Little Lemon Cupcakes, or Wee Buns..

Buns (1)

When we were kids these weren’t called cupcakes at all, but were simply known as ‘Buns’ or – if you lived in Northern Ireland – ‘ Wee buns’ – which also is Northern Irish-speak for ‘easy-peasy’ – as in: ‘that exam was wee buns, so it was..’. You can understand why people find it hard to learn English, can’t you?

Cupcakes were a late arrival to these shores, and while there are some very good cupcakes out there (my friend Liz makes unbelievable ones, for instance) there are also a huge number of over-decorated, tasteless efforts as well.

However, these are not cup-cakes; they’re lemon-flavoured; they’re iced; and yes, they’re wee buns.. :)

EQUIPMENT:                                                    Lemons (2)

  • An electric mixer
  • a dessert spoon, and a teaspoon
  • sieve
  • a 12- hole bun tray
  • paper bun cases
  • a small bowl – for the icing
  • Cake/bun decorations

INGREDIENTS: for the buns

  • 125g softened unsalted butter
  • 125g caster sugar
  • the fine grated zest of a large lemon, plus the juice of the lemon.
  • 2 large eggs
  • 150g Self-raising flour

For the icing:

  • 250g Icing sugar
  • the rest of the lemon juice.
  • Food colouring (optional – see NOTES)


  • Preheat the oven to gas 4, 180°C, fan 160°C.
  • Line the 12-hole cupcake tin with the paper cases.
  • Put the butter, sugar and lemon zest in a mixing bowl and beat with the electric whisk (or by hand with a wooden spoon) for 5 mins until light and creamy.
  • Add in the eggs one at a time, beating well after each addition. It will curdle a little as you add the eggs, but don’t worry about that.
  • Sift in a third of the flour and fold in gently, add the rest of the flour and fold in as before. Then add two tablespoons of the lemon juice  and mix in.

Buns (2)

  • Divide the mixture equally between the bun cases. Use the dessert spoon to take a large dollop of mixture, and use the teaspoon to help it safely into each bun case.

As you can see I don’t worry about them being too tidy!

  • Pop into the oven, and bake for 25 mins until just firm and lightly golden.(I always check after 20 minutes, in case you need to turn the tray around for even baking)

cupcakes 2

  • Transfer to a wire rack to cool completely.

When they are fully cooled, make the icing:

  • Sift the icing sugar into the bowl      icing 5
  • Add the remaining lemon juice, a little at a time, and stir in well. If the icing is too stiff, add a teaspoon of boiling water until you get your perfect consistency.
  • Use a round bladed knife to spread the icing over the buns.
  • Top with your chosen decorations!



  • These are lovely little buns to throw together when you don’t actually feel like baking!
  • I sometimes have some mixture left over, enough to fill a few more cases, so I just bake them on the next shelf and they usually come out very well. So keep a few extra bun cases to hand in case this happens to you.
  • The kids absolutely love to help ice and decorate these cakes (Do try and get them to wash their hands first 😉 ). They’re a perfect wet afternoon project for them, and they get to eat the result of their labours.
  • The decorations can vary with the seasons – as can the flavouring – you could try replacing a tablespoon of the flour with the same weight of Drinking Chocolate to make chocolate buns; using orange zest and a teaspoon of cinnamon for a wintery bun – you’ll find your favourites as you go along. Don’t forget that Smarties and other little sweets can be used for decoration too!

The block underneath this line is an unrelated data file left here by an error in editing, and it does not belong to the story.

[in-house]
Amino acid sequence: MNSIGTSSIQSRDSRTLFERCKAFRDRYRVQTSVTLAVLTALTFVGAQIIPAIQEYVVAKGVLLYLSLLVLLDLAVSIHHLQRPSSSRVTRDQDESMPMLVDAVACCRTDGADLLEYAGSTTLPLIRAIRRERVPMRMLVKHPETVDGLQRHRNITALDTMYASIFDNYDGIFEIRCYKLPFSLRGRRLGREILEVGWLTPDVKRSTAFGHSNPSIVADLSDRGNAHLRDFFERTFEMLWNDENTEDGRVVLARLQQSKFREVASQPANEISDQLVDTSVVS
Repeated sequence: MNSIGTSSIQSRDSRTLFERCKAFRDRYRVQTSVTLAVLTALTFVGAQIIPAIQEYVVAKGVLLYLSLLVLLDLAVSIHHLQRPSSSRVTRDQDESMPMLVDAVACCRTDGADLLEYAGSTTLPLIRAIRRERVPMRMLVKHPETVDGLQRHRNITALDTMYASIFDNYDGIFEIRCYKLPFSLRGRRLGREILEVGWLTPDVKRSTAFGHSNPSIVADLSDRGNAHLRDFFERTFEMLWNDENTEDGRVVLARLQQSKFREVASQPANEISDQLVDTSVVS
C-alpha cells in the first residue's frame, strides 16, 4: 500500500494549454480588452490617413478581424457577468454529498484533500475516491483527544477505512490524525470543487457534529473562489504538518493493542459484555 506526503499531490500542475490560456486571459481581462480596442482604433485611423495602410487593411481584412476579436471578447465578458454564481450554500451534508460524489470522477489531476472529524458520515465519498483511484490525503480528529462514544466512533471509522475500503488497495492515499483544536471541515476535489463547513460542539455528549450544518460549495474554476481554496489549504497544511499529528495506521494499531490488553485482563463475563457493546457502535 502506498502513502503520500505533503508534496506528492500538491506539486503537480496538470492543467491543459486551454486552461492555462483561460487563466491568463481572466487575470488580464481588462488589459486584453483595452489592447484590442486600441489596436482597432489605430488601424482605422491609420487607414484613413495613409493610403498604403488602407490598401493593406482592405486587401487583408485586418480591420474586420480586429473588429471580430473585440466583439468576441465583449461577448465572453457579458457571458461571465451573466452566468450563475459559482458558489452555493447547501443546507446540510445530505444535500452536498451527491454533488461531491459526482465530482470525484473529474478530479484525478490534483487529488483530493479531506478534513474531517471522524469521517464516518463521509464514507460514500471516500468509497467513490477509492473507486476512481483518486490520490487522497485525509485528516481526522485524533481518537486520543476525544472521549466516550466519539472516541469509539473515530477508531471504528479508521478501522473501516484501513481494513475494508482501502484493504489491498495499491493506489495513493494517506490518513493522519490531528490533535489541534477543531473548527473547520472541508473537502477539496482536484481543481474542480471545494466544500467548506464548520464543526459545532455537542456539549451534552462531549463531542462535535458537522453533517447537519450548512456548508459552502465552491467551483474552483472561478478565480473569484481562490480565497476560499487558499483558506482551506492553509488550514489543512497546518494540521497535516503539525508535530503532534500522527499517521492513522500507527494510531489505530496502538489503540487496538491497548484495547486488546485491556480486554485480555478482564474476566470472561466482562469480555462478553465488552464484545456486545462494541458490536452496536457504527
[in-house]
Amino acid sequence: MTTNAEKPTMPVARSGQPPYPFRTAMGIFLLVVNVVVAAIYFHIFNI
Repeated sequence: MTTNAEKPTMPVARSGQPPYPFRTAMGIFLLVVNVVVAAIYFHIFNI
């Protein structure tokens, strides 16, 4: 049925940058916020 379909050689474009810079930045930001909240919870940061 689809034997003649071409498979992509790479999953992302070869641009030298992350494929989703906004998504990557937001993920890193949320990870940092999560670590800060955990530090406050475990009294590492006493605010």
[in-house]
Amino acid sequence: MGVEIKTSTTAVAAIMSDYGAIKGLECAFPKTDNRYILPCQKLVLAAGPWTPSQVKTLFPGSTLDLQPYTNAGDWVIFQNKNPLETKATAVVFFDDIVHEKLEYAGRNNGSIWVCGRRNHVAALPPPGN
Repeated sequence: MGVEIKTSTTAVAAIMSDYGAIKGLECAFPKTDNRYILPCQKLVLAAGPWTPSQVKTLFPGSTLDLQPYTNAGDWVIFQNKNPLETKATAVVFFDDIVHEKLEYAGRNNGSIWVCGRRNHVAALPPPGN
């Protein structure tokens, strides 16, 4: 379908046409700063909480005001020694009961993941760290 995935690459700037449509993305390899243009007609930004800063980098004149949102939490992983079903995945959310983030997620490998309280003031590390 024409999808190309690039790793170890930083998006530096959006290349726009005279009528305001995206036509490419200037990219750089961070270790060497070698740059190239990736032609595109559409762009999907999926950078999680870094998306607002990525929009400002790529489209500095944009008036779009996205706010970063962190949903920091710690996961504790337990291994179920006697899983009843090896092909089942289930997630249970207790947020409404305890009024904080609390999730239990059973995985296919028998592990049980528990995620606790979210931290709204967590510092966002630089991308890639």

• Food colouring: Usually I don’t bother with colouring the icing, but for special days it’s worth the little extra bit of bother. My handy hint – don’t add too much!  Use the tip of a knife to add small drops, one at a time, then stir it in and add another drop until you get the shade you want.

Buns (3)

  • As you can see from some of the photographs in this recipe, it was Easter when I made this batch!

Buns (4)


I started writing down recipes in an old copybook when I was about 16. With 6 children at home, my Mother was always glad of a hand in the kitchen, and really allowed us to experiment - as long as we washed up afterwards, and left the kitchen immaculate! Having a tidy kitchen has followed me through my life, as has the habit of writing down my favourite recipes; except that these days I write them for my website, and add photographs when I can. The website really started when it occurred to me that my daughter might like to have these recipes when I've forgotten them. In my early days of cooking for family and friends, I used to phone my Mum all the time to ask her for the recipe for some of our favourite family dinners. She rarely had a recipe to hand - I think, like me, she made a lot of it up as she went along.. So welcome to Eating for Ireland - these are the recipes that my friends and family having been eating these past 40 years.. yes, I truly am ancient! They are tried and tested, and have worked for me for all that time - I have updated them as new ingredients became available - I really hope you'll find something that you can make into a family favourite of your own. You don't have to tell anyone where you found these great new dishes that you're serving up - it can be our little secret, but I'd really love it if you could give me a sneaky 'follow' on Facebook and Instagram.. So off you go - have a good rummage around, you're bound to find something new! My sincere thanks to all of you who have found a recipe that you liked and dropped me a line to tell me - I really do love to hear from you! Happy Cooking! Becks xx

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